What's driving the surge in bond market pricing? In short, pricing has become extreme because investors are expecting—with near certainty—multiple Fed rate cuts by year’s end. In the past, when the bond market has been in this position, two things of note have happened:

  1. The Fed has never failed to deliver interest rate cuts. 2019 has already proven no different, with the central bank slashing borrowing costs by 25 basis points at the conclusion of last month’s meeting. We expect an additional rate cut in September and again potentially in October.
  2. The U.S. economy has only escaped recession in the ensuing 12 months on one occasion. That was in 1998, when the impacts of the Asian debt crisis, Russian debt crisis and the failure of Long Term Capital Management forced the Fed to lower rates. In this instance, the next recession did not start until almost three years later.

The June rally: False hope for markets?

In June, the equity market rallied hard on the expectation that the Fed would come to the rescue by cutting interest rates. Evidently, it seems that the stock market believes a 1998 scenario is in play. This could very well be the case. Aside from the threat that trade uncertainty presents, our central view is that a recession is more than 12 months away. Currently, our BCI economic model is estimating a one-in-three chance of a recession in the next 12 months. 

Yet the ongoing uncertainty around trade remains a significant wildcard issue, as seen by the sharp market selloff earlier this month. Trade tensions have caused a dramatic drop in CEO confidence, as measured by The Conference Board. The organization’s CEO confidence index plunged from a reading of 57 to 42 during the fourth quarter of last year, and has been stuck at 43 for the last two quarters (50 is the cut-off line between optimism and pessimism among CEOs).4 The reading of 43 ranks in the bottom fifth of all results on a historical basis. This lack of confidence has already resulted in a significant stagnation of spending on capital goods, which in turn has led to a serious downshifting in manufacturing on a global level. In June, the J.P.Morgan Global Manufacturing PMI™ fell to a  contractionary level of 49.4, with the U.S. nearing a 10-year low at 50.6.5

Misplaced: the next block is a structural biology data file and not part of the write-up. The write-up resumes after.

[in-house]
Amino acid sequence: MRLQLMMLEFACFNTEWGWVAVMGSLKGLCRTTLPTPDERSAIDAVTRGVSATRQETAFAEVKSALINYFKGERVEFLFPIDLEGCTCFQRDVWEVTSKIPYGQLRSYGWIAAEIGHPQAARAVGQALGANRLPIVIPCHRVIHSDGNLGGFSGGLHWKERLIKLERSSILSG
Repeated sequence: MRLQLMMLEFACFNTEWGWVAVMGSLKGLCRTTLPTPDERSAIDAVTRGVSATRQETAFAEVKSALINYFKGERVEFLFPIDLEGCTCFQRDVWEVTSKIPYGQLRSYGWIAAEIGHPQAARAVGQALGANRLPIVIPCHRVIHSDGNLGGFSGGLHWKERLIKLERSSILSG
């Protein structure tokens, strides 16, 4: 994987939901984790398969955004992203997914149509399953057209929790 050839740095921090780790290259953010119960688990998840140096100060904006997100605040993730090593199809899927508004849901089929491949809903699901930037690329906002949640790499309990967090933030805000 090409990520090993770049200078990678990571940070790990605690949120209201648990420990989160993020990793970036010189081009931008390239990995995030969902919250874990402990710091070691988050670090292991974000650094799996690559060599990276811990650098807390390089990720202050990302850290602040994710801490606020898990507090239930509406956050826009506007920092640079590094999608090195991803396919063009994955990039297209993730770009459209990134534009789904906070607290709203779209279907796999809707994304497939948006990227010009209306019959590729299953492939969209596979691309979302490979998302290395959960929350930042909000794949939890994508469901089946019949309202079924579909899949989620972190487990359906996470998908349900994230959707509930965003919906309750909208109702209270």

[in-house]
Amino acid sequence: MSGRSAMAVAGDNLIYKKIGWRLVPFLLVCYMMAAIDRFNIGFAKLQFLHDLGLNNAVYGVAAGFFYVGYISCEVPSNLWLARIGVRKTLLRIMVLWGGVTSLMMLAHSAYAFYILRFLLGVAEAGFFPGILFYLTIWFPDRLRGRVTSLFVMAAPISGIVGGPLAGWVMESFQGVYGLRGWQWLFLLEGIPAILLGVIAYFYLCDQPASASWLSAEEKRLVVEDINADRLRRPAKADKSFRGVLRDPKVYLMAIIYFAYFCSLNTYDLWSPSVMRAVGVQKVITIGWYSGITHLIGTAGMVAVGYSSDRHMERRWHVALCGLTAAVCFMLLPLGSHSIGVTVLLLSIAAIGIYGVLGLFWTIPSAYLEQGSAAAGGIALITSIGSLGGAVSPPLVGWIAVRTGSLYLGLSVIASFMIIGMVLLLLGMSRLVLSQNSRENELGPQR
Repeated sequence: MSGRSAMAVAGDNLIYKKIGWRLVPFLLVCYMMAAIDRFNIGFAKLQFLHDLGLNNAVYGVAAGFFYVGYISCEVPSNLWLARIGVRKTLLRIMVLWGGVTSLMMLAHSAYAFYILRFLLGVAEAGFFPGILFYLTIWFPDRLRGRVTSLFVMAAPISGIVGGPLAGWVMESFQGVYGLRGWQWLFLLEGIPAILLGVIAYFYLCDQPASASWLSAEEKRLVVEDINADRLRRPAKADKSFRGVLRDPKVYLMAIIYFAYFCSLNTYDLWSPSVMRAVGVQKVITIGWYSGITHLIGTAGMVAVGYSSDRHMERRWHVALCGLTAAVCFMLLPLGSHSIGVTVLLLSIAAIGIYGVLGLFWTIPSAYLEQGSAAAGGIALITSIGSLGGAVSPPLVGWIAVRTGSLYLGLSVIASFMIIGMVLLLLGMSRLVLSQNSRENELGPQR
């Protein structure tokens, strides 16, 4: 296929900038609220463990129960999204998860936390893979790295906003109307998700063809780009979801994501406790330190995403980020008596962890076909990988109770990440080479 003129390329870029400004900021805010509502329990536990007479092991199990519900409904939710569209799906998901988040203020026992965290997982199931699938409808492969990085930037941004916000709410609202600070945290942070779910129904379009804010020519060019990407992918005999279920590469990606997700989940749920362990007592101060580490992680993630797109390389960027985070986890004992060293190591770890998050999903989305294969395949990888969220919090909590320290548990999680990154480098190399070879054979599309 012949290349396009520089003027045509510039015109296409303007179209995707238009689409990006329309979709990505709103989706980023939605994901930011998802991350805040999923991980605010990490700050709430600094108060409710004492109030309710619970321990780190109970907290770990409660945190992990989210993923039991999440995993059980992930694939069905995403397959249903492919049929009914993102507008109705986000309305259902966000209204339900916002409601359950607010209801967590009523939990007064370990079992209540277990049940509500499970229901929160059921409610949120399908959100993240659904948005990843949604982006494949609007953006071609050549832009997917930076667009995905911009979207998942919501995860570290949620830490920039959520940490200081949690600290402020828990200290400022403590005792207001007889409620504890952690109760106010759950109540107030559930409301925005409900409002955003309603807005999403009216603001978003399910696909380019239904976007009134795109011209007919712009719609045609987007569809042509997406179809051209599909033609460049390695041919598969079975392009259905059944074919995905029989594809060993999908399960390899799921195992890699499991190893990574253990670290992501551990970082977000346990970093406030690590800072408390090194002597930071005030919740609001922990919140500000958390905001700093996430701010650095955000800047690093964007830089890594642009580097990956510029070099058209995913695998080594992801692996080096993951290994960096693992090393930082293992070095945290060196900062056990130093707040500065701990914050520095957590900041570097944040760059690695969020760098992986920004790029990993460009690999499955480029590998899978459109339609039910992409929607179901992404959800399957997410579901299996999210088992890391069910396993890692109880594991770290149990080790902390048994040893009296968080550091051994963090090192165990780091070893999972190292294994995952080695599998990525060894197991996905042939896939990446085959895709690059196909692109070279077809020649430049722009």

Our view is that this marks a serious inflection point for the U.S. and the global economy. Will Fed rate cuts be enough to offset CEO confidence? Enough to un-invert the yield curve? Will ongoing trade tensions and the lack of CEO confidence begin to affect hiring?

The bottom line

Burning questions like these are what keep us awake at night. Amid this heightened stage of uncertainty, we can’t stress enough the importance of staying disciplined, taking a multi-asset approach and sticking to your original investment plan. Remember that this plan likely was created with the knowledge—if not the expectation—that an economic recession and/or a bear market would occur at some point. As such, the plan was designed specifically for you to successfully navigate through troubled times.

In addition, we believe now is the time to seriously consider diversifying your portfolio beyond the U.S. We like the value offered by Japanese equities, the Japanese yen and emerging-market currencies. Remember, when uncertainty reigns, diversification rules. As we sail further into uncharted waters, this is sure to become a mantra worth living by.